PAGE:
Wind turbines

Energy policies – the good, the bad and the ugly

30 November 2010

The article at a glance

The future of energy policies in the UK and Europe – is there a ‘right’ approach? What are the consequences for both society and the country’s economic recovery?

Academics from Cambridge Judge Business School have been setting out their joint visions of a future energy policy for the UK and Europe in a new podcast documentary.

In a discussion proposed by the Electricity Policy Research Group (EPRG), “Energy Policies: The Good, The Bad and The Ugly” at the University of Cambridge’s Festival of Ideas, four expert academics each put forward two propositions which are discussed in the podcast.

Dr David Reiner, Director of the MPhil in Technology Policy Programme at Cambridge Judge Business School, thinks we should put more effort into technology policy, adaption and geo-engineering to reduce CO2 emissions and that this will help to engage China and the US in the debate too:

“The biggest challenge is that China and the US are by far the biggest emitters in terms of carbon dioxide and they are also the two power houses in terms of coal users. China mines three billion tonnes of coal per year and the US mines one million tonnes of coal per year. Both countries are very dedicated to the notion of energy security, that is home grown energy, and they will use hundreds of years of coal reserves, so we need to come up with energy policies that will allow them to continue burning coal and engage in an effort to reduce carbon dioxide emissions.”

A more sensible national policy framework to promote renewable electricity is essential if we are to meet the EU’s carbon reduction targets, said Dr Michael Pollitt, Assistant Director of the Electricity Policy Research Group at Cambridge Judge Business School. He thinks early stage low-carbon energy technologies should be subsidised:

“It’s quite fashionable for politicians to claim that the renewable energy target is a climate policy and actually it is to do with reducing CO2. In reality CO2 emissions are capped by the emissions trading scheme from the electricity sector and that means any more renewable electricity doesn’t reduce CO2 it reduces the tightness of the cap, the price of CO2 permits and people who were burning gas switch to burning coal. The total amount of emissions from the electricity sector remains the same.

“Early stage technologies should be subsidised because they have the prospect of substantial amounts of learning by doing and by the benefits of strategic deployment which mean that as we deploy more of these technologies the cost comes down and we then have the prospect of lower prices in the future.”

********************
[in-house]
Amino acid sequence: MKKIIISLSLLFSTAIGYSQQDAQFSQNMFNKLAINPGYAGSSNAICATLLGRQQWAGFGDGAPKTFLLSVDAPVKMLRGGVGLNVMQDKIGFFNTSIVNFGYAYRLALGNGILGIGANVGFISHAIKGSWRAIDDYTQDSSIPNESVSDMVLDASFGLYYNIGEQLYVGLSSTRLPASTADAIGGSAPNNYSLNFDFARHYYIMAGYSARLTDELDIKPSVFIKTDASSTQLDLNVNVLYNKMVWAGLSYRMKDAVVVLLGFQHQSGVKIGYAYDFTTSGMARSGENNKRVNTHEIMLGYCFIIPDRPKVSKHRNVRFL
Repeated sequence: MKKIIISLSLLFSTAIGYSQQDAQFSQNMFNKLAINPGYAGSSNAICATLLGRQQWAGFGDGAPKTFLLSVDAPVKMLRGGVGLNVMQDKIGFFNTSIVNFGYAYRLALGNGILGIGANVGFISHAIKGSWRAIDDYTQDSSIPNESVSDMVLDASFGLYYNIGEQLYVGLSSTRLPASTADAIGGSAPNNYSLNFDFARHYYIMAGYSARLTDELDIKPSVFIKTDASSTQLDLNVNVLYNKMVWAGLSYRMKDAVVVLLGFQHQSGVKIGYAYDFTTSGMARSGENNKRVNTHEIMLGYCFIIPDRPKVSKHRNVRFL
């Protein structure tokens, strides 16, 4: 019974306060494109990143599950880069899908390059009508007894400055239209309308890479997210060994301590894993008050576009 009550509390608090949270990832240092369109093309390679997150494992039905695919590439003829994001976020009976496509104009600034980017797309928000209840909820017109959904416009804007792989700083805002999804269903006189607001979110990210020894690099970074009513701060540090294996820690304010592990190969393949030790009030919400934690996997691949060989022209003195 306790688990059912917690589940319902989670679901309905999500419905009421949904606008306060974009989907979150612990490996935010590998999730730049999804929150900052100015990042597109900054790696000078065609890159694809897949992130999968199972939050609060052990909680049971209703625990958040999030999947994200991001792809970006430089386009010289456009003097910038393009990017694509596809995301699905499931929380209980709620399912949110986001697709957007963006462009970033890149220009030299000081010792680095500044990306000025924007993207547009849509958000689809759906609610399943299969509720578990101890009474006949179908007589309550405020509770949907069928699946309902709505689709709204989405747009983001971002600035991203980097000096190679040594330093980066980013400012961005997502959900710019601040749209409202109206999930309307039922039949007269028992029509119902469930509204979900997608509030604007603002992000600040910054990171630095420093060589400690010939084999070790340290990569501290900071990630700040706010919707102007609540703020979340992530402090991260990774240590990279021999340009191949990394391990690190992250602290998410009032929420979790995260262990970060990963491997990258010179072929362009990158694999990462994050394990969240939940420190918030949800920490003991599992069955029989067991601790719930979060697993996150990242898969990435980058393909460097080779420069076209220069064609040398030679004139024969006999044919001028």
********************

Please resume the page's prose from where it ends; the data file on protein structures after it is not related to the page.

Politicians of all parties have proposed to limit the freedom of traders to export gas from Britain to continental Europe, in the name of energy security, said Dr Pierre Noël, a researcher at the Electricity Policy Research Group:

“The UK imports a lot of gas that is re-exported to the continent and some worry about it reducing the security of supply here. But I don’t think it is true. It is good for the security of supply of continental Europe and it also a major reason why people would build new import facility in the UK as opposed to Spain or Italy.

“Gas is one of the only good news items around as a climate policy field, so we should not for the wrong reasons penalise gas. We should welcome the opportunity to go in this direction at low cost, we should not let uniformed views about security of supply prevent us from benefitting from the new situation on the gas market.”

There are more than 400 nuclear power stations throughout the world, but new policies are needed to encourage more investment and competitive energy markets can deliver these, said Dr William Nuttall, Assistant Director of the Energy Policy Research Group at Cambridge Judge Business School. He wants the 27 energy ministers in Europe to come under one umbrella:

“The carbon price should be stable and it should be substantial; the price right now is insufficient to incentives the changes that need to be made. Equally the policy driver of energy security is struggling to find a market framework, but there are various ideas in play such as allowing prices to spike to provide a spur to investment or admitting a capacity payment. These are policy adjustments to the market which would not destroy the market.

“The global climate challenge is global and not regional and increasingly the challenge of energy security is about the EU as a whole importing energy resources from the rest of the world. This is an area where Europe could speak so much more powerfully if it had one voice. I think the case for handing over power to Europe is at least as strong as in some other areas.”